Meet the artisans, discover their expertise, and share their passion.
Hat Heads: A little chat with those who love a good hat
Tall or small, round or square, traditional or eccentric, hats never go unnoticed. But they always reflect the work of the hands that made them…
Sometimes worn for its functionality, sometimes for its look, and sometimes even to show a social status, the hat is an accessory with a unique history that has left its mark on fashion throughout the ages. Very little has changed in the techniques used to make hats since the 14th century. First, the hatter dampens the fabric (usually felt or straw) and then stretches it out over a wooden mould to give it the desired shape. Complex and unique, this method of handicraft is what has given the trade its fame.
Today, few master this art, but it is still very much alive. It’s been uniquely reborn at the hands of passionate local artisans who each give it their very own personal touch. Let’s introduce you to them!
Fumile, where passion comes to a head
Alex Surprenant and Mélodie Lavergne, the creators behind Fumile, are fascinated by hat making and particularly by its traditional production method, which is filled with history. “The mould is really the centre of our approach. This is the piece that the hat is shaped around and what makes it come to life.” It's also what makes Fumile stand out. By connecting their modern vision to the expertise of the past, they create original pieces that are both bold and elegant. “We appreciate the class of traditional English hats as well as the styles that come from the Midwest, but we're also constantly on the lookout for what's new. Right now, we're in the middle of developing our own moulds.”
Bringing their unique touch to the industry, they’re inspired by the shapes, colours, and materials around them. “We love to mix trends!” Their Orléans beret, for example, reinvents the side-sloping fabric beret in a modern, structured design.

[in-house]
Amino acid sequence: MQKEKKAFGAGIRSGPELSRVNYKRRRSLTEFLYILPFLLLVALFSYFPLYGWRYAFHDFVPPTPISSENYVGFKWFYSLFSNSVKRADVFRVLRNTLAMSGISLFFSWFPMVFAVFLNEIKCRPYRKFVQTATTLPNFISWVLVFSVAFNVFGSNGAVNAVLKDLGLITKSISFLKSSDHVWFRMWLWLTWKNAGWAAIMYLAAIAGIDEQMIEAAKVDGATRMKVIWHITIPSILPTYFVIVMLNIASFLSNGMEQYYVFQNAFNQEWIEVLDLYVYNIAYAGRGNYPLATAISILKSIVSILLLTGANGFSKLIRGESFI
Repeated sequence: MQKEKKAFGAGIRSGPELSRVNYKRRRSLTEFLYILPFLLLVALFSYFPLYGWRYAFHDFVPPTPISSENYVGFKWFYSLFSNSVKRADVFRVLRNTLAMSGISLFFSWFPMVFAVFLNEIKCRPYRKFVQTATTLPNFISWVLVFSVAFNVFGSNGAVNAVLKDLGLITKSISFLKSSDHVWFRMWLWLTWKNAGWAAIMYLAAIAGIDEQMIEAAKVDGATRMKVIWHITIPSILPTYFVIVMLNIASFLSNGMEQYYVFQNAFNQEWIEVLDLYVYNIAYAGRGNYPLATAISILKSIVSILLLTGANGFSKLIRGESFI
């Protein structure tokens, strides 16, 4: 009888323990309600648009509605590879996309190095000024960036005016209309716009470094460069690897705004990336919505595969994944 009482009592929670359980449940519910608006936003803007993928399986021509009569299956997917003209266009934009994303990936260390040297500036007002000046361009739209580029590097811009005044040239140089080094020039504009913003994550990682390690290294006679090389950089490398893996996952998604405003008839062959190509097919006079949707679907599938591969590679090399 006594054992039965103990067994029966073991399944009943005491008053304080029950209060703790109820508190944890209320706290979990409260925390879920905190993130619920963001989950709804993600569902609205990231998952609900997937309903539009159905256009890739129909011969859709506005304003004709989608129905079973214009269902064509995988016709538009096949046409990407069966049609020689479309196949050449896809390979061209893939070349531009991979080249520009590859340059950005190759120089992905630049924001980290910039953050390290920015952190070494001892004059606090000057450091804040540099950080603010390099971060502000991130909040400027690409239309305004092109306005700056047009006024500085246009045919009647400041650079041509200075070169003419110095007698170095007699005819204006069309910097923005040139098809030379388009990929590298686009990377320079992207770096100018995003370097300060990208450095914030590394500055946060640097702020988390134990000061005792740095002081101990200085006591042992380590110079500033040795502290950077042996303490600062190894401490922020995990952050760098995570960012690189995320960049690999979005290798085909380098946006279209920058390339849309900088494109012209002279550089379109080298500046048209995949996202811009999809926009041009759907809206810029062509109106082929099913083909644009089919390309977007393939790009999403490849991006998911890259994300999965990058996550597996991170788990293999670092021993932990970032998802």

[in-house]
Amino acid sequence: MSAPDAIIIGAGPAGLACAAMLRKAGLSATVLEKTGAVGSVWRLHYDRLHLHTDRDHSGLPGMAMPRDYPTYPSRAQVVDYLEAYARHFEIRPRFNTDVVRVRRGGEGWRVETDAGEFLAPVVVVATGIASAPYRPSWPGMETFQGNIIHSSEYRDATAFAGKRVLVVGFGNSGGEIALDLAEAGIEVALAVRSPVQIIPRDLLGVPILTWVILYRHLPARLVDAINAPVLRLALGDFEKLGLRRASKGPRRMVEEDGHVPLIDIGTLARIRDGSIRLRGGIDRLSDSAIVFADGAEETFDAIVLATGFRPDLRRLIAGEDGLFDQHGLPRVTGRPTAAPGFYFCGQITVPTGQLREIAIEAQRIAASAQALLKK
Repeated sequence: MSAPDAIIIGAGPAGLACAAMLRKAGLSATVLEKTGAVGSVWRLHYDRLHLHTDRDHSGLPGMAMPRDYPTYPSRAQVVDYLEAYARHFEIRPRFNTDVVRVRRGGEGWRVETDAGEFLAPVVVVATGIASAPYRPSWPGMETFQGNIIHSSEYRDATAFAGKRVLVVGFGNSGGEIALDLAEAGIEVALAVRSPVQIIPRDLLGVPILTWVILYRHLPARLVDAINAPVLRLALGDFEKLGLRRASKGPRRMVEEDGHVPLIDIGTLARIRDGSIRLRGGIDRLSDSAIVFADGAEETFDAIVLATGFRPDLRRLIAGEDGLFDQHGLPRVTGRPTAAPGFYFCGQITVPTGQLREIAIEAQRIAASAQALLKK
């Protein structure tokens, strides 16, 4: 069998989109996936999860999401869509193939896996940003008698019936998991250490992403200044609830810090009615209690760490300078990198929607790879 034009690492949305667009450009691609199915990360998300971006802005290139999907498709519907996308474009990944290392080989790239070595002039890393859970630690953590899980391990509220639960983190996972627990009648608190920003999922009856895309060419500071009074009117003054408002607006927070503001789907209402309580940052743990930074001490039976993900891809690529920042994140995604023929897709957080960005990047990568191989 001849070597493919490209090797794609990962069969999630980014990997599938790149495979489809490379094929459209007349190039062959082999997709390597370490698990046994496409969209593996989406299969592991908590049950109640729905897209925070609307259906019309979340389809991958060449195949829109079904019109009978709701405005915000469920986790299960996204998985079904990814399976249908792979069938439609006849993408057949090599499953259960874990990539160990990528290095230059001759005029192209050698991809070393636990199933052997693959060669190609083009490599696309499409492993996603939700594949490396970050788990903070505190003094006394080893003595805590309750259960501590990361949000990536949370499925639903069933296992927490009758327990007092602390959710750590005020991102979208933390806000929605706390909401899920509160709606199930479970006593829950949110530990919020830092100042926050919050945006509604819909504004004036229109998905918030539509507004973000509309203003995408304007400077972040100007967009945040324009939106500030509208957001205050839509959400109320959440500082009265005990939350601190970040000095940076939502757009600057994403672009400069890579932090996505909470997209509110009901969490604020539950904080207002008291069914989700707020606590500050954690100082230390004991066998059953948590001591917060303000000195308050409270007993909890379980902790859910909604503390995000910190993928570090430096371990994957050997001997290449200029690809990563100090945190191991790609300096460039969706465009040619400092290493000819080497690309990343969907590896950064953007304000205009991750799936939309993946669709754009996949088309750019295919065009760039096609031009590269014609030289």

Camille Côté, making hats for modern women
Unlike her counterparts at Fumile, Camille Côté isn't as interested in moulds. Thanks to her ingenious signature design featuring an elastic band and an opening at the back of the hat, she just needs one mould to make all of her pieces. “I prefer to have fun with colours, shapes, and detachable elements, like bows.” This is how the young designer creates a variety of hats that always fit perfectly, regardless of different hair types or face shapes.
Following in the steps of Coco Chanel (the designer who democratized wearing pants), Camille wishes to redefine the hat in the modern era as a practical accessory that allows all women to express themselves. “A hat should be comfortable and adapted to life today. It has to be weatherproof for everyday life.”
Heirloom, ready-to-wear works of art
For Samantha-Tara Mainville, the creative soul behind Heirloom, hats are sculptures. The Montreal designer plays around with colours, textures, and patterns in order to produce her whimsical and artistic pieces. “I would like to hold an exhibition for my hats!” Her biggest inspiration is Italian fashion designer Elsa Schiaparelli, a major figure in the surrealist movement of the ‘30s. Schiaparelli is best known for the high heel-shaped hat that she made in collaboration with Salvador Dalí.
Samantha’s collection entitled Les Madeleines is a series of berets embroidered with colourful faces that perfectly illustrate her desire to elevate hats to the status of works of art. “I play with movement and explore possibilities that will give a 3D-effect to my hats.”